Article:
PowerShell’s format operator

I just came across a tip at the Hey, Scripting Guy! Blog about grouping numbers and controlling the decimal places after the dot, that describes the use of the ToString method of the number (int) object. Since I prefer using PowerShell’s -f format operator for that, and it’s description in the PowerShell help topics (Get-Help about_Operators) is not too detailed, I found myself writing this post.

To use the format operator, you need a string with placeholders, the –f format operator, and an array of values to place into the placeholders. e.g. ‘This is my {0} usage of the {1} operator’ –f ‘first’, ‘-f’

You guessed right. It would output: This is my first usage of the -f operator

The placeholder syntax is: {<index>[,<alignment>][:<formatString>]}

The index is the zero-based index of the argument whose string representation is to be included at this position in the string. If this argument is null, an empty string will be included at this position in the string. it can be repeated several times in the string. for example:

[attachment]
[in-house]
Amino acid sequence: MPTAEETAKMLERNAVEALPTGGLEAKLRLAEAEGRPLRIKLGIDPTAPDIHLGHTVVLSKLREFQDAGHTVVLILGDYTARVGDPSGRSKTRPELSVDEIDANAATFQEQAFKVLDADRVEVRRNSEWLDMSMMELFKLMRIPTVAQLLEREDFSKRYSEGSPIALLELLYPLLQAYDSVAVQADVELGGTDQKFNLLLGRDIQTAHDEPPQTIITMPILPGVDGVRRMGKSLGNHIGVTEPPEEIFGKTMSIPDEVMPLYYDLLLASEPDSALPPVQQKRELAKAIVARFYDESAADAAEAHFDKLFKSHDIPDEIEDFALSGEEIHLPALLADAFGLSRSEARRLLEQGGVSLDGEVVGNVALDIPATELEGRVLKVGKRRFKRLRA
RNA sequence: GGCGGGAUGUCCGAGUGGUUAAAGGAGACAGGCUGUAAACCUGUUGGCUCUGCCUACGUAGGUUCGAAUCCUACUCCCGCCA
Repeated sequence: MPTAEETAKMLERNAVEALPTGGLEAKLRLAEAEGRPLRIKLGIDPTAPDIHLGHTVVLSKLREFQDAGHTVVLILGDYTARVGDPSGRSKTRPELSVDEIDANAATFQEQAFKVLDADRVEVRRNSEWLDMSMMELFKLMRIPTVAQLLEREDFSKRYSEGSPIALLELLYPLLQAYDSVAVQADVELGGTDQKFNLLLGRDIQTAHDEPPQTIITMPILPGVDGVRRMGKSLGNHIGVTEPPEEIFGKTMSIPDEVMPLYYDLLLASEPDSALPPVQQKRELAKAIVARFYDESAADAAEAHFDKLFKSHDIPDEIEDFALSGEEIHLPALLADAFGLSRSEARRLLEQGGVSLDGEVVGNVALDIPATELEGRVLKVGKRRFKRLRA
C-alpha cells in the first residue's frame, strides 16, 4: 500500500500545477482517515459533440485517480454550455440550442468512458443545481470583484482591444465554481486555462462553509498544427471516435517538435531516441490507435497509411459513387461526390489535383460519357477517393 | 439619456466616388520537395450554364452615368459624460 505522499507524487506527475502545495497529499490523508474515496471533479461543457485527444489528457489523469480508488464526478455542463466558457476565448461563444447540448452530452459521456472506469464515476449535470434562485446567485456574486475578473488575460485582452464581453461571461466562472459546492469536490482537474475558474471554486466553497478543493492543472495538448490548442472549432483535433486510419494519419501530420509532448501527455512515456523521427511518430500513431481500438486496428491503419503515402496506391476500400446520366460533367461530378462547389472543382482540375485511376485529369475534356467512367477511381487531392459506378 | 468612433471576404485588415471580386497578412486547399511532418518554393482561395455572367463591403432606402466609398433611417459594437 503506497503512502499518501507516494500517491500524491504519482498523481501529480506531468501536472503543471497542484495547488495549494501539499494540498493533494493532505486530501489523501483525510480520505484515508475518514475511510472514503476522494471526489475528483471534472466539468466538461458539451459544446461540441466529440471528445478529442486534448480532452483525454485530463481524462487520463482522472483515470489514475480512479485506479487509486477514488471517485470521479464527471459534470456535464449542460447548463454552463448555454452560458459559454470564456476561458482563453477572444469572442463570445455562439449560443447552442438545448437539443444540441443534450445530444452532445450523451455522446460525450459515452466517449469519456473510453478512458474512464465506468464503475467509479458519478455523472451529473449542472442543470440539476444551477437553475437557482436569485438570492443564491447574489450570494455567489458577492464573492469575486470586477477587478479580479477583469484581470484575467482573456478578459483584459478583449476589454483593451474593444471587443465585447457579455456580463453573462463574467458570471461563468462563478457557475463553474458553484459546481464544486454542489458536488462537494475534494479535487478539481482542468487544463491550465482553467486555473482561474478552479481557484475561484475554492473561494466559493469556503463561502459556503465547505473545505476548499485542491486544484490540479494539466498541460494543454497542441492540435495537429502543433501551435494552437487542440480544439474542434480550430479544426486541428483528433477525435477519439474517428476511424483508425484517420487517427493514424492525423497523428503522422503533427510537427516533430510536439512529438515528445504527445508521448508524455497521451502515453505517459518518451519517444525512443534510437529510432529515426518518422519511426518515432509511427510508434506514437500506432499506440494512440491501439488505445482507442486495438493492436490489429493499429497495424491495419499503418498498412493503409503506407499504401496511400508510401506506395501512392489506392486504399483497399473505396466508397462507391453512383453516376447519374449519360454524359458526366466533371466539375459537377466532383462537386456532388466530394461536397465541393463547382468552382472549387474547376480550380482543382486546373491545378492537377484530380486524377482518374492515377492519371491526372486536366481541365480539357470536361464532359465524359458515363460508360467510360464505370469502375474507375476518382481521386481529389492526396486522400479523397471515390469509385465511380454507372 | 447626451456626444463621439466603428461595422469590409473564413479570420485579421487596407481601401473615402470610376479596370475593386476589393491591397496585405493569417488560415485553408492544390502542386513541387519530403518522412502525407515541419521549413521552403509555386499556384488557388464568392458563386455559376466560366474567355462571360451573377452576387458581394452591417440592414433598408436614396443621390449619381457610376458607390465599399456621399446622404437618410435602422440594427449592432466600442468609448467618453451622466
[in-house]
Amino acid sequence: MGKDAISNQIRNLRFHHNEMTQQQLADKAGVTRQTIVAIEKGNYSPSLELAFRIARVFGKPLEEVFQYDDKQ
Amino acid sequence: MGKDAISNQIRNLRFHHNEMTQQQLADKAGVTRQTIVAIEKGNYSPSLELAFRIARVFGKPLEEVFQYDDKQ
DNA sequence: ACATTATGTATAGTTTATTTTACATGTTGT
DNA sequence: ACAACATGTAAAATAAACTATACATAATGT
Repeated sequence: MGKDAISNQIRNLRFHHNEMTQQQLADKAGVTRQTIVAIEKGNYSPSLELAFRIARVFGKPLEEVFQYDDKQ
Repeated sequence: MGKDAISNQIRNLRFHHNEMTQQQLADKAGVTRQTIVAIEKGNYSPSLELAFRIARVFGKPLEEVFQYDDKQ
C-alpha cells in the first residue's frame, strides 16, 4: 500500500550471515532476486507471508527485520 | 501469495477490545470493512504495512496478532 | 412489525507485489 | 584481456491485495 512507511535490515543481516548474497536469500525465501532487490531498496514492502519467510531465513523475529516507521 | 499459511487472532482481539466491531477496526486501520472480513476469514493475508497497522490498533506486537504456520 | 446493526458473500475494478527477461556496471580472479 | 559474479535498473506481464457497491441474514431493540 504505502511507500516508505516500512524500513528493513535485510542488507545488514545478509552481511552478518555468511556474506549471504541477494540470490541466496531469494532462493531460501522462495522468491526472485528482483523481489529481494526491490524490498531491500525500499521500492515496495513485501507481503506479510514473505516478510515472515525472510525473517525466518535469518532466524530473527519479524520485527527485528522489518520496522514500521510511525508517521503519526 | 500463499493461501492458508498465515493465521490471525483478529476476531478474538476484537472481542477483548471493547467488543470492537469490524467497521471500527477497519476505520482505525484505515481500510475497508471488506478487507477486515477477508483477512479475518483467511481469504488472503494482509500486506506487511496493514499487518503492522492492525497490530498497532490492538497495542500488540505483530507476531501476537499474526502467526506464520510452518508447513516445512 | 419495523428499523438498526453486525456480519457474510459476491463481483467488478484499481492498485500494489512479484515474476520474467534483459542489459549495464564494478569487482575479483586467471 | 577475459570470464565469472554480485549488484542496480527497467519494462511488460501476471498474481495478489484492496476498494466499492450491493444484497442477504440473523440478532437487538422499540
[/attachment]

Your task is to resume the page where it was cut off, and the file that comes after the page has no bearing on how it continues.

‘Pow{0}rSh{0}ll {1}’ -f ‘e’, ‘rocks!’

The alignment is a signed integer that indicates the total length of the field into which the argument is inserted and whether it is right-aligned (a positive integer) or left-aligned (a negative integer). If you omit alignment, the string representation of the corresponding argument is inserted in a field with no leading or trailing spaces.

‘ServerName: {0,16}. Uptime: {1} days(s)’ -f $ComputerName, $UptimeInDays

The formatString is a string that specifies the format of the corresponding argument’s result string. If you omit the formatString, the corresponding argument’s parameterless ToString method is called to produce its string representation. for example:

‘ServerName: {0,16}. Uptime: {1:N2} hour(s)’ -f $ComputerName, $UptimeInHours

or an even more useful example would be:

‘C:TempmyScriptsLogFile_{0:yyyyMMddHHmmss}.log’ -f (Get-Date)


So, instead of using the ToString as explained in the tip:


you would use the format operator like this:

‘{0:N3}’ -f (1000*1000)


More examples for the format operator:

To display percentages: ‘{0:p}’ -f (1/4)

To display numbers that represent currency: ‘{0:c}’ -f (100)

To display numbers in hexadecimal: ‘0x{0:x8}’ -f (12)

To create a list of server names with a padding prefix when it’s less then 10 (e.g. SERVER05)

1..10 | % { ‘SERVER{0:d2}’ -f $_ }


More information on formatting numbers can be found at: http://msdn.microsoft.com/en-us/library/dwhawy9k(v=vs.71).aspx 

and on formatting dates at: http://msdn.microsoft.com/en-us/library/system.globalization.datetimeformatinfo(v=vs.71).aspx